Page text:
The 18th October saw the 2nd of what has become one of the major events in the UK Building Information Modelling (BIM) Calendar, the ICE BIM 2012 Conference in London. The theme of this year’s conference was on realising the efficiencies within the construction industry where BIM is being implemented and utilised.
One thing that was apparent was how far not only the adoption and use of BIM (from the case-studies and anecdotal evidence from delegates) had come on in one year, but also how far the knowledge of the subject, and willingness to accept new BIM ideas and technologies had progressed since the previous conference.
Stephen Hamil, director of BIM at NBS made the point during his presentation that the industry is increasingly thinking in terms of sharing and linking openly information in “The Digital Construction Age”, rather than a year ago when the main discussions centered on what BIM actually was. A look back at a tweet from the 2011 conference showed that the speakers talked of an industry needing to move from a document-centric view to a data-centric view. ICE BIM 2012 demonstrated that this move is happening.
This was also evident from the type of questions coming from the audience, and from the content of the presentations. Delegates and speakers were talking about data sharing, integration, COBie as an information exchange format (not just an Excel spreadsheet to fill in) and BIM as a mindset for good, collaborative information sharing practices and logically structured content, rather than an expensive piece of software to show nice 3D visualisations.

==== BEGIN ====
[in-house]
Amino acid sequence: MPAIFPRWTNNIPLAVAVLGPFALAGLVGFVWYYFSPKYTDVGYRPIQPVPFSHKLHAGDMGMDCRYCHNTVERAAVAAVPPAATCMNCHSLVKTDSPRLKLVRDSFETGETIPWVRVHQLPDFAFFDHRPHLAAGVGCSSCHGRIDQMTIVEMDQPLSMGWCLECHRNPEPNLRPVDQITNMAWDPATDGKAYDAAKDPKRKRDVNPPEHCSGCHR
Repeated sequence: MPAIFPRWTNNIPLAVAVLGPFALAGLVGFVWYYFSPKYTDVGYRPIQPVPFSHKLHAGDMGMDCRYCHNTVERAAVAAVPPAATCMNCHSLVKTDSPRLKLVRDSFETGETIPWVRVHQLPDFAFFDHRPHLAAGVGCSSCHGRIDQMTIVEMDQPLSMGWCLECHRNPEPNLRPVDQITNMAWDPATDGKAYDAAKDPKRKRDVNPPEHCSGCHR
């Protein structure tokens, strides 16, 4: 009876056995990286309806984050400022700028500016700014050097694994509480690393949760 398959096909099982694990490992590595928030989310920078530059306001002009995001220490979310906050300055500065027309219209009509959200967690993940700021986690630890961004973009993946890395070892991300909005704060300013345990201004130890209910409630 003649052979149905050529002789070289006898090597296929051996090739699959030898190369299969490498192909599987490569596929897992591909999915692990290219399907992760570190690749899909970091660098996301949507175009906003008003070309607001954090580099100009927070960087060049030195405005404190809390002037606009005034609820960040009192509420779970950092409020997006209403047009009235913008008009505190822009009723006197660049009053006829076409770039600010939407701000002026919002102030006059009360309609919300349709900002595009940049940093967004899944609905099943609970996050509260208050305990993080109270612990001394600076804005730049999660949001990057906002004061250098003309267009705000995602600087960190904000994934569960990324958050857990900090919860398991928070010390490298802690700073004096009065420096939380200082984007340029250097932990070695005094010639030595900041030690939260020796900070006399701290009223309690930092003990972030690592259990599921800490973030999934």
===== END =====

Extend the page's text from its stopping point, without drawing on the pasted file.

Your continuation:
The afternoon session had two panel discussions, the first on whether BIM levels the playing field for SME’s involvement in bigger projects, and the second on the initiatives by the professional bodies to collaborate and describe what they have achieved to date. This included a summary of the new RIBA Plan of Work 2013 from the RIBA Large Practice Group Chair Dale Sinclair.
One of the most interesting sections of the day was the presentation of a number of case studies, all adopting to varying degrees a BIM approach, and the advantages that brought. These included:
- BIM on the Blackfriars Station Redevelopment: Gary Furphy/Chris Cann, Jacobs
- The Ministry of Justice’s BIM Trialling level of 2 BIM: Terry Stocks, Head of Project Deliver Unit, MOJ
- The Challenges faced in transitioning a practice to BIM: Abelardo M. Tolentino Jr., Aidea Philippines Inc.
- BIM and Crossrail: Malcolm Taylor, Head of Technical Information, Crossrail
- Collaborative Technology and Process as a Foundation to BIM on the Stockholm Bypass: Jan Thorén, ÅF Consult and Mike Clarke, URS Infrastructure & Environment Ltd.
Expertly chaired throughout by Mark Bew, the industry message from ICE BIM 2012 can be summarised by Paul Morell, the Government’s Chief Construction Advisor, who left us with this message from his keynote speech:
“Collaboration, Integration and Innovation”
Or as Jan Thorén of ÅF Consult summed up in his Stockholm Bypass study:
(Extremely effective cooperation)
For more thoughts on ICE BIM 2012, see the constructioncode blog by Dr. Stephen Hamil, director of BIM at NBS, who has also written about the day: